Weld County reports 1st West Nile Virus death this mosquito season
Published on September 22, 2022
Weld County, Colorado — The Weld County Department of Public Health and Environment (WCDPHE) has the first confirmed death during the 2022 mosquito season of a Weld County resident. The 80-year-old resident, who had been hospitalized, died from neuroinvasive West Nile Virus (WNV).
“West Nile Virus symptoms can appear 2-14 days after an infection,” said Val Smith, Communicable Disease Program Manager at WCDPHE. “Although 80% of infected people do not develop symptoms, for some, initial symptoms can include fever plus headache, vomiting, diarrhea, muscle aches, joint pain, weakness, and a rash. If a person develops symptoms after being bitten by mosquitoes, they should see a health care professional immediately.”
Health officials remind residents that there are no medications to treat or vaccines to prevent WNV infection. Less than 1% of infected people develop a serious, sometimes fatal, neuroinvasive illness.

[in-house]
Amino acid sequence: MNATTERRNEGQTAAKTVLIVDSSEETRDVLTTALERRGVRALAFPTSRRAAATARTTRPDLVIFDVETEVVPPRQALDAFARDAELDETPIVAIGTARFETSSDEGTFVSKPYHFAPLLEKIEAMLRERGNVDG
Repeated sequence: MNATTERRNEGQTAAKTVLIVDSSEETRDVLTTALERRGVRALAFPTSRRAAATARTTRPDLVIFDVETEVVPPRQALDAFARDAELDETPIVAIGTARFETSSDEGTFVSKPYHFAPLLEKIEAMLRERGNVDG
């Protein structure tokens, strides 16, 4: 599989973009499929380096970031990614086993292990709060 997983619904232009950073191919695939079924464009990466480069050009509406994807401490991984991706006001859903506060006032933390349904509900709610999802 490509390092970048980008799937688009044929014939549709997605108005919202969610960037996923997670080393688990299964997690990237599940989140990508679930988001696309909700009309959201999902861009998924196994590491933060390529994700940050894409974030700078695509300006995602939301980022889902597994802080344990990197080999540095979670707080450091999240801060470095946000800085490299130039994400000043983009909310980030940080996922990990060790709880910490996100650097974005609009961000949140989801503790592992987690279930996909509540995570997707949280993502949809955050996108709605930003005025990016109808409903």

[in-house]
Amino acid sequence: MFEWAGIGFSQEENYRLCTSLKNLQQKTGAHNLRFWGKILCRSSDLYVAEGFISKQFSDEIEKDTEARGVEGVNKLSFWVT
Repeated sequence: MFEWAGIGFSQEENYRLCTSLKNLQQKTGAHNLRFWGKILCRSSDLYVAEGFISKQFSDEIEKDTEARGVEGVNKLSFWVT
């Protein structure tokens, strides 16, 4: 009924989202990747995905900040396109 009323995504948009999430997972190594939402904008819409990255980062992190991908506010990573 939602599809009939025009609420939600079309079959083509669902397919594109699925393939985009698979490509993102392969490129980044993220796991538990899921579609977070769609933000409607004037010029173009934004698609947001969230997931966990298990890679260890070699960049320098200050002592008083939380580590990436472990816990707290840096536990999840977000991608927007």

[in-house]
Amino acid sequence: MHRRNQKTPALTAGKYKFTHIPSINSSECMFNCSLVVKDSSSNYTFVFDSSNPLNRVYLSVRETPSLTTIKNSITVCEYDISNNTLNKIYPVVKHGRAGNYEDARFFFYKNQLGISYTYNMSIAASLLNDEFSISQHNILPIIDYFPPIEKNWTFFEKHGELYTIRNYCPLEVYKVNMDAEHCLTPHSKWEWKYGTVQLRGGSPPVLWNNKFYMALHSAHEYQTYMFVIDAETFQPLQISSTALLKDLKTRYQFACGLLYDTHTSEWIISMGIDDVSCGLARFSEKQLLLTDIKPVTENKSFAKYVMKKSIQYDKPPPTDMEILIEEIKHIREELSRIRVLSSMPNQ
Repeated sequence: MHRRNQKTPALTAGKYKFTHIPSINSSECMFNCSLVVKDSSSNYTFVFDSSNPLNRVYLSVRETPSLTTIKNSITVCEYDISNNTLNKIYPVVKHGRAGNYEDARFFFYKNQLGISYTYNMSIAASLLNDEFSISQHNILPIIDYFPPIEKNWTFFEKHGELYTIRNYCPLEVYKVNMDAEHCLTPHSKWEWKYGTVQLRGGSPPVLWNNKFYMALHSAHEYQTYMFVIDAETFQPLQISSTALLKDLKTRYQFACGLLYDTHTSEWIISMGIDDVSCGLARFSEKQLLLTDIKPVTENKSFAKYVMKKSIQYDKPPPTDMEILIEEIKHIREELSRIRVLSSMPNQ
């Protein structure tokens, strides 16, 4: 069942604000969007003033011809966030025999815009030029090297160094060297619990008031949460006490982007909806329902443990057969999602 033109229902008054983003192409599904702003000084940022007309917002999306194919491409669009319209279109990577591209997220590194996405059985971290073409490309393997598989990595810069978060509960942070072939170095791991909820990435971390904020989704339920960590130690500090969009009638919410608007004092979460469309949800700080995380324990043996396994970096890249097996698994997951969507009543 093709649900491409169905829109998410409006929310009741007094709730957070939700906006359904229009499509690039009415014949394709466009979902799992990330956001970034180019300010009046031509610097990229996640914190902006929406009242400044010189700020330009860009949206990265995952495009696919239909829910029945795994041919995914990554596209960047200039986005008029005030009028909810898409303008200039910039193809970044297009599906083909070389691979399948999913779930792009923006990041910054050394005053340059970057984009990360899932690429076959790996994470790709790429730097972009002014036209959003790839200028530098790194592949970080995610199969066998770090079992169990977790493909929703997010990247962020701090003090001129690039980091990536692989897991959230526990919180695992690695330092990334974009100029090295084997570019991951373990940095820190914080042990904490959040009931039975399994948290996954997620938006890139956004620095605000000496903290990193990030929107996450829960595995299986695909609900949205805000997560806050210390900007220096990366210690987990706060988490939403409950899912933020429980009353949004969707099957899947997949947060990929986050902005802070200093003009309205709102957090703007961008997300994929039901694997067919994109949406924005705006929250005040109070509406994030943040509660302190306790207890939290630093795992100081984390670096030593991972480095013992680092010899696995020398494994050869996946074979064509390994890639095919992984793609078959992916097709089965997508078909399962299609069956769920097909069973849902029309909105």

“Your best defense against West Nile Virus is to follow the 4 Ds: drain standing water around your home; at dusk and dawn, when culex mosquitoes are most active, limit outdoor activities and dress in long sleeves and pants; and follow instructions carefully for insect repellants that possibly contain DEET,” Smith said. “With the colder weather just around the corner, the first frost will knock out many mosquitoes.”
To date, 20 Weld County residents have tested positive for WNV. The residents who tested positive are not just from one area, rather they represent a wide geographical area for WNV infection. “WNV is endemic in Colorado — meaning you can get the virus any place that infected mosquitoes live and breed,” Smith said.
WNV data for Weld County are provided weekly on the Zoonotic Disease Seasonal Updates webpage.